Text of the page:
Sunday, April 19, 2015

Airline Highway *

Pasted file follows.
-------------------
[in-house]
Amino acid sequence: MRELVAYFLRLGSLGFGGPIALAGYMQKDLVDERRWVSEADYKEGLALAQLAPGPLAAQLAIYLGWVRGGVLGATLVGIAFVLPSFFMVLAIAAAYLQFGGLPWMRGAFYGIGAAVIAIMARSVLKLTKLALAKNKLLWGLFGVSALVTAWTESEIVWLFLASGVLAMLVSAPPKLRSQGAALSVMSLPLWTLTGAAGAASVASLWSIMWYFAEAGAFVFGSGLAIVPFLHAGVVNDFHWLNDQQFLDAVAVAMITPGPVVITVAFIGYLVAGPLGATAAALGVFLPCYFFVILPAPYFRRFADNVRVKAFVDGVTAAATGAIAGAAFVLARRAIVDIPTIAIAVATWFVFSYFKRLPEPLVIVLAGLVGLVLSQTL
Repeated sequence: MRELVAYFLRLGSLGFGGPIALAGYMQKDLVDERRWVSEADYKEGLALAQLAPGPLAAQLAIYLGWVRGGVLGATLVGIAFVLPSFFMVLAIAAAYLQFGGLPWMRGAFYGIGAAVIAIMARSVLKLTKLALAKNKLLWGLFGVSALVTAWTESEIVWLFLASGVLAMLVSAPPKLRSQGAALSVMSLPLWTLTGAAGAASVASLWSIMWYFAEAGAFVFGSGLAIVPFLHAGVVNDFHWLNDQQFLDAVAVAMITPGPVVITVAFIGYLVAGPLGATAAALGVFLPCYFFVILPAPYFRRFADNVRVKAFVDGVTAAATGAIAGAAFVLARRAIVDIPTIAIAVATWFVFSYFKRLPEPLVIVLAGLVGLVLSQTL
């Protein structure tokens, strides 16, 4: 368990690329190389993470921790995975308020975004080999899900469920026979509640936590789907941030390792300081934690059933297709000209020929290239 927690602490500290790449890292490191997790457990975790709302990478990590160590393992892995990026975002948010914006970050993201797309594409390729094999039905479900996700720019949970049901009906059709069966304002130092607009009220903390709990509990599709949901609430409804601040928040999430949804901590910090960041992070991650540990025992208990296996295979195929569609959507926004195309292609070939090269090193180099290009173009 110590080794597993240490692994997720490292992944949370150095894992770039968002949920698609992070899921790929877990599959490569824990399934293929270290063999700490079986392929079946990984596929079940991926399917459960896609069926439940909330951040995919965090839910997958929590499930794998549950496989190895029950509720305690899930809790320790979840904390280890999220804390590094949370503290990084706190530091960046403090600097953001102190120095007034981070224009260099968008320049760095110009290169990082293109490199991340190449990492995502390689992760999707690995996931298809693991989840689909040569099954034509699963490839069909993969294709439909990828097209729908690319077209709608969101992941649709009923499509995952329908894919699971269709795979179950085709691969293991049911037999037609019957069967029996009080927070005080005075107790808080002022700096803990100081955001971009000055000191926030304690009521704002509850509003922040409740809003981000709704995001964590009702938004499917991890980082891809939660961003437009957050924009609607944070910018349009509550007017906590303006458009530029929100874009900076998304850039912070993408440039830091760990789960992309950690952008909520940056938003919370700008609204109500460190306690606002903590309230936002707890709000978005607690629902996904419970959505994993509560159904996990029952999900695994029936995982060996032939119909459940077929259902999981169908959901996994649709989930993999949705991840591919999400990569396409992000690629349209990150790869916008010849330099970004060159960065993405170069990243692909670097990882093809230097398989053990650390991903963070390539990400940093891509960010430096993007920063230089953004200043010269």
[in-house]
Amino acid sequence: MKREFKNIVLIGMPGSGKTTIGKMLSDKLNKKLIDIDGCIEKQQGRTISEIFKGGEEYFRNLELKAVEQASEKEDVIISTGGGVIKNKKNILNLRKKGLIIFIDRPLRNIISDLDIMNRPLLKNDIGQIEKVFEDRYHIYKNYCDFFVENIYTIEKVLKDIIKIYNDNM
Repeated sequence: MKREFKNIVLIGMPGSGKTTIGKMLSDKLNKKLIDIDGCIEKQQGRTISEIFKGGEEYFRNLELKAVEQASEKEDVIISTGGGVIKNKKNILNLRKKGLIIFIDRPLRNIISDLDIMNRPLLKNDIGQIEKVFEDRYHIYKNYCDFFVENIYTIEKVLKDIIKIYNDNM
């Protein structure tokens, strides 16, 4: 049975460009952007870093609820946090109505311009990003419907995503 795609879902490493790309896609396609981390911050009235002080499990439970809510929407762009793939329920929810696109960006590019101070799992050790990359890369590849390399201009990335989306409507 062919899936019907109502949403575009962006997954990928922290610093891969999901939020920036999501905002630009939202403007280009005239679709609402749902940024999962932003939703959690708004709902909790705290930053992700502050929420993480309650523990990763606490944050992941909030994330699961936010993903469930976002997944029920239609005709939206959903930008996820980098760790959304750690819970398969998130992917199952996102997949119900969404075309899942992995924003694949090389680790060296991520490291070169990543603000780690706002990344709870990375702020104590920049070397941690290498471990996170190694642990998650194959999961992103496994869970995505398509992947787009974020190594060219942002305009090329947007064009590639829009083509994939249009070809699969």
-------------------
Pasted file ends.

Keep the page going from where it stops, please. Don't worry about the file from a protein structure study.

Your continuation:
Playwright Lisa D’Amour was a Pulitzer nominee for Detroit. Chicago’s Steppenwolf is a multi-award-winning ensemble theater company with an enviable record of successful transfers to Broadway including August: Osage County. Joe Mantello is a two-time Tony Award-winning director. Julie White is an excellent actress. Putting them all together for this Manhattan Theatre Club import must have seemed like a good idea. It wasn’t. Despite the talented cast of 16, the splendid scenic design (by Scott Pask) and the evocative costumes (by David Zinn), the results are curiously flat. The play takes us through one day at the Hummingbird Hotel, a place that has seen better days and that is now frequented mostly by people who live on the margins of society. We meet a pill-addicted hooker (White), a stripper (Caroline Neff), an unhandy handyman (Tim Edward Rhoze), a wise drag queen (K. Todd Freeman), a poet (Ken Marks) and the hotel manager (Scott Jaeck). At the request of Miss Ruby (Judith Roberts), the dying former strip club owner who serves as materfamilias to the residents and who wants to enjoy her own funeral, they are planning a party for her in the hotel parking lot. Bait Boy (Joe Tippett), a former club employee who was swept off by a wealthy older woman from Atlanta three years before, has returned for the party. In the play’s most unlikely device, he has brought along his gal pal’s teenaged daughter (Carolyn Braver) to interview the denizens of the hotel for a high school report on subcultures. The playwright’s point of view is obscure. The play offers not much heat and very little light. In no way does it provide the emotional payoff of Lanford Wilson’s far-better models, Balm in Gilead and Hot l Baltimore. Surprisingly few people near me failed to return after intermission. Running time: 2 hours 15 minutes including intermission.

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